Travel with me to a corner of the web that’s frozen in time: The Space Jam website. A place you would have been delighted to visit as a child growing up in the 90’s, yet will probably get a headache from visiting today. Pack some ibuprofen for this one.
This site is part of a rare breed of 90’s websites that are alive and kicking, including such fossils as CNN’s O.J. Simpson Trial webpage, the Welcome to Netscape site, and the 1996 Dole/Kemp campaign page. Browsing these sites reminds us of how far web design has come. Back then you could take or leave a website, yet today, many businesses operate entirely online and the effectiveness of a web user’s experience can make or break that business. Here are a few key factors that go into making that user experience effective.
Gone In 15 Seconds
Tony Haile, the CEO of Chartbeat (a web analytics company), wrote a great article for Time Magazine on current web usage. He discovered that less than 55% of people spend 15 seconds on your webpage. Space Jam had the luxury of counting on people hanging around exploring their insanely patterned galaxy of a website for however long without having to worry about that distracting Facebook notification. Sure, a beeper might go off, but the phone was all the way in the kitchen, so that could wait. In 2015, you have seconds to entice someone to click, call, signup, or subscribe, so the following points better be well-addressed on your site to achieve that action you’re seeking.
Your Website Is Their Experience, Not Yours
If you want to make a website tailored to your taste, go open a MySpace profile. If you want to see profits, tailor the experience and design of your website to the user and their needs. What type of user will land on your site? What is that type of user seeking to do, find, or learn at your site? What is the best possible way to make that happen? Lindsey touched on these and some additional points in her latest post, check it out.
Keep It Simple Stupid (K.I.S.S.)
This point is simple (or simply impossible to grasp for some). Keep your website clean and well-spaced. A website crammed with images, text, and graphics is illegible, ineffective, and downright annoying. Your message must be clear and the user’s next step needs to be stupidly obvious… nothing else should compete or distract from that main call to action.
Understand the F-Pattern… Embrace the F-Pattern
We westerners read from left to right and top to bottom. It’s how we learned to read books and our brains apply the same logic to interacting with a website. As seen above, the F-Pattern is the result of heat-mapping, an analytics technique that tracks the interaction of visitors on a specific website. Most of us start viewing a website at the top-left, move along horizontally at the top, then move through that same pattern down the site. As we scroll down the page, we gradually decrease the amount we actually read and interact with. It’s no coincidence that web design has standardized the structure of logo and navigation at the top, and primary content in the immediately visible top regions of the site. Though the concept of “the fold” (top 600 pixels of the screen) applies less and less in a mobile landscape, the fact remains that a clear call-to-action and most crucial info should appear towards the top of your site.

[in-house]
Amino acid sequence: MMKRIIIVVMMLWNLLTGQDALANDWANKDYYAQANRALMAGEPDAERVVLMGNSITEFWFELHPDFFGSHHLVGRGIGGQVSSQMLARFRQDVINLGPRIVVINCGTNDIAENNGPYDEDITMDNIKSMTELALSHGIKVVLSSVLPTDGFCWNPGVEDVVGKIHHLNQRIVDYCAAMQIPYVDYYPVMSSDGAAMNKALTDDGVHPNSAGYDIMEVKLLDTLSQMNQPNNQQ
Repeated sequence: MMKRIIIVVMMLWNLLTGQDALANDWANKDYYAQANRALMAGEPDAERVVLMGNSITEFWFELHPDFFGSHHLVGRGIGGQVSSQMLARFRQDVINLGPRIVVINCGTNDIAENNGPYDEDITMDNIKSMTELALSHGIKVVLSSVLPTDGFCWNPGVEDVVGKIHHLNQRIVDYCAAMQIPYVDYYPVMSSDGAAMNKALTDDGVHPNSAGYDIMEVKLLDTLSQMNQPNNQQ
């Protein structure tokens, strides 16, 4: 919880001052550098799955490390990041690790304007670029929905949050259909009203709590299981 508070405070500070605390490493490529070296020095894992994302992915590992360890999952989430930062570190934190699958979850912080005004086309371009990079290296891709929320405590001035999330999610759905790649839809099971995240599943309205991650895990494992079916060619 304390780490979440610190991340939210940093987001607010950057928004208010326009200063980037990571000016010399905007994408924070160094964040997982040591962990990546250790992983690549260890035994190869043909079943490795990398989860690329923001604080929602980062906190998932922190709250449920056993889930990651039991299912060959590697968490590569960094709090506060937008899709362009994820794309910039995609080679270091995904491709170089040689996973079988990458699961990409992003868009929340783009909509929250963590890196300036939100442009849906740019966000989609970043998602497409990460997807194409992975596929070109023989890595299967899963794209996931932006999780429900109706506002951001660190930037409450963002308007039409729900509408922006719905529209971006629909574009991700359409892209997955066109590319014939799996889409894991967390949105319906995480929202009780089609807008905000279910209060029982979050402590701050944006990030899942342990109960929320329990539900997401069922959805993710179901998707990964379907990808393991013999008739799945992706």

See Also: Experience
TL;DR (Too long; didn’t read)
Your website is your pick-up line to your potential client. Would you really open dialog with a potential date by reading them a dang resume? Exactly! Keep the amount of content, and especially copy/text to a minimum. If you craft that pick-up line well enough, you won’t have to say a whole lot to get someone interested in clicking, subscribing, following, or purchasing. Invest in professional copywriting that’ll hit all the right points in short, but effective way.
If You Remember Anything, Remember This…
Define your user. Identify what they’ll do on your website. Decide how to best execute that goal. Tailor all calls to action, photography, design, layout, and copywriting to achieve that goal. Everything else is distracting and unnecessary. Get those points right, and your website’s user experience will be a SLAM DUNK!
That was so cheesy… but I had to end on a Space Jam-related note.